Among the Northern plains you will find the city of Aleppo (Halab), situated in a bowl in the landscape. Gertrude Bell, an English woman, likened it to a saucer with an upturned cup, being the Citadel. This is where Abraham (P) milked his cow.
The city itself is a central 'old city', a long maze of narrow streets around the magnificent Aleppo Citadel. As you go further away from the Citadel, buildings and roads become more modern until you reach the boundaries of New Aleppo.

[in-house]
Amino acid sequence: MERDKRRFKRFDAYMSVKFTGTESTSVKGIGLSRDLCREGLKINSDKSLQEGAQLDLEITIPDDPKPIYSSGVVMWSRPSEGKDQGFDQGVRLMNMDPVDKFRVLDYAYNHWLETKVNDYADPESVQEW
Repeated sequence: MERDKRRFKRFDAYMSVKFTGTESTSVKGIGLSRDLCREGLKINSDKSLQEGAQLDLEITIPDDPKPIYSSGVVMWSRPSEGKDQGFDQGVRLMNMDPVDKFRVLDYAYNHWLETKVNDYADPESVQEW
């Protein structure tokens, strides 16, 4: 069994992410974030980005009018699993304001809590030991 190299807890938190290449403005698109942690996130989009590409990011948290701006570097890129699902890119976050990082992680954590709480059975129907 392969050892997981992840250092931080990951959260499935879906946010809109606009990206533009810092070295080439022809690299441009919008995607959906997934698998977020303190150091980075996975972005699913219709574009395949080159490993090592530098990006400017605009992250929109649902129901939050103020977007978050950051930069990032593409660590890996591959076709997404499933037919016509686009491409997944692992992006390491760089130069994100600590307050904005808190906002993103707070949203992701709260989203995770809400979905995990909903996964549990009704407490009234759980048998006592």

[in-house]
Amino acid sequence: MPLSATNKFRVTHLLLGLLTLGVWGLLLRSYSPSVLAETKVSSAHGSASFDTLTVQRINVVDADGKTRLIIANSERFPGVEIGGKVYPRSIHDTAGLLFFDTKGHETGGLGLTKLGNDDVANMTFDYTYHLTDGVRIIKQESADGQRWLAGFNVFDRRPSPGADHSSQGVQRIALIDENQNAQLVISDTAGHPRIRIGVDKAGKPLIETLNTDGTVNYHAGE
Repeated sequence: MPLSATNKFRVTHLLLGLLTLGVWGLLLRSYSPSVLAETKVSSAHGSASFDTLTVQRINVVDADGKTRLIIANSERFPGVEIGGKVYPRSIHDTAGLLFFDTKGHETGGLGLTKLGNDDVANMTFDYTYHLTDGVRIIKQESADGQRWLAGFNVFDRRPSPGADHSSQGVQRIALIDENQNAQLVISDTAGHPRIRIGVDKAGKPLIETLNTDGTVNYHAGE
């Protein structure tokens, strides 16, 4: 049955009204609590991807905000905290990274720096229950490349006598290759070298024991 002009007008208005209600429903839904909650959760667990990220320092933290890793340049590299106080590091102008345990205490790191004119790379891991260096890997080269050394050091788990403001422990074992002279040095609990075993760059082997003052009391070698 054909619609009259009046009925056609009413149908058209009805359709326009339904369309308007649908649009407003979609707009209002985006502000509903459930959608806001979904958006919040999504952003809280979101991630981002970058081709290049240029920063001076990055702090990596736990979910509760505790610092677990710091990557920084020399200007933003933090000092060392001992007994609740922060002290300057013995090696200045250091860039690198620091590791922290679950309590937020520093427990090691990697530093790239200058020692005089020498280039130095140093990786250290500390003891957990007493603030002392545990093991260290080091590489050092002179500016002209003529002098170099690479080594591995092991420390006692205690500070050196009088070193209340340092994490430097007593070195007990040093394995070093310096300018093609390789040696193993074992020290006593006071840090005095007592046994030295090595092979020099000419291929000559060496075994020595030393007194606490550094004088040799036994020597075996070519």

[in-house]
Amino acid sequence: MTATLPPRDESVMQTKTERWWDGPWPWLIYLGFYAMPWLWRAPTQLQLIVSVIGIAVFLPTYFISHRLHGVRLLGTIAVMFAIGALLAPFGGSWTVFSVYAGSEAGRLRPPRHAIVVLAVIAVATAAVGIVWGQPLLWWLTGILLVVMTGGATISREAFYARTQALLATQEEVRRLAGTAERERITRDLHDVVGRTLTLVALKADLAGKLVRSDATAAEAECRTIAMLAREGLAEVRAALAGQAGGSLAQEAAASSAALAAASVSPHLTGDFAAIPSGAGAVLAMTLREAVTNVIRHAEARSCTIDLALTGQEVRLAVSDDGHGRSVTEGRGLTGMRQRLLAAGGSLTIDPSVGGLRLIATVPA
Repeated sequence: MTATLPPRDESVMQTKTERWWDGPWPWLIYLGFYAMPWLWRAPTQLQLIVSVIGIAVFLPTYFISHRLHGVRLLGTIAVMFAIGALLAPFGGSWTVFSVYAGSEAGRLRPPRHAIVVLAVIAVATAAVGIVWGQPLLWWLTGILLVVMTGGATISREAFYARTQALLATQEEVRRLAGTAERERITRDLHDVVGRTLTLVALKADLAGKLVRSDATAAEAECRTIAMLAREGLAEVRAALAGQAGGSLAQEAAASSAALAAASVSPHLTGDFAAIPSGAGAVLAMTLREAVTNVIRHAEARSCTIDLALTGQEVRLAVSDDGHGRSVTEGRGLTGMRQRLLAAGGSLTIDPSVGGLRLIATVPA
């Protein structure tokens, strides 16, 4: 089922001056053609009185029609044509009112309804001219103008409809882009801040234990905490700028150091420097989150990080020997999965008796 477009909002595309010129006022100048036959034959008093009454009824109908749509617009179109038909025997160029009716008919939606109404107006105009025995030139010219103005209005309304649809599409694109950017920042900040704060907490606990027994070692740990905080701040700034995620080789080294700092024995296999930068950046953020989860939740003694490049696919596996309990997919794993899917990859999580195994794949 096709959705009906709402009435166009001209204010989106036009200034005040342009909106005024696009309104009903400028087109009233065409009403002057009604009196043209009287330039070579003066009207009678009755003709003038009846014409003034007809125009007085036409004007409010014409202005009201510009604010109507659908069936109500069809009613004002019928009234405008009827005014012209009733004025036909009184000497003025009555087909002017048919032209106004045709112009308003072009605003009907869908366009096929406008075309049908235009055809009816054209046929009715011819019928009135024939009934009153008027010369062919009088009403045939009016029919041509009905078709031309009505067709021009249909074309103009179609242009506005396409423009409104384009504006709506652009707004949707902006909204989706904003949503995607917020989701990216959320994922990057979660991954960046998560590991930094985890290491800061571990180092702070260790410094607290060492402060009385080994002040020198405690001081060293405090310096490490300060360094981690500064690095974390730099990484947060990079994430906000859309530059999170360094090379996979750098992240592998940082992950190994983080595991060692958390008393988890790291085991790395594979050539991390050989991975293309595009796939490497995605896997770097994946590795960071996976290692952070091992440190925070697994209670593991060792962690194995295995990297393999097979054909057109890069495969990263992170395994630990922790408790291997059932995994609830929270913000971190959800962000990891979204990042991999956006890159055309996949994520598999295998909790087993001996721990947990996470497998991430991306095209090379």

Aleppo, Syria's city of the North, is situated only 1 hour away from the Turkish border. The city of Antioch in the province of Iskanderoun used to be Aleppo's gateway to the Mediterranean.
From Aleppo there are direct routes to the East of Syria (Al Raqqa, Deir Ezzor, Al Hasakeh) and the Iraqi border at Bukamal. There are also direct routes to Turkey, Latakia, Damascus and Palmyra (both via Homs).
Aleppo is now Syria's second biggest city. It has had a major role in the development of Syria's trade especially in the early nineties. It remains a popular city for tourists who like to visit the Citadel and the Middle East's longest covered souk. It is also famous for its architecture and intricate stonework.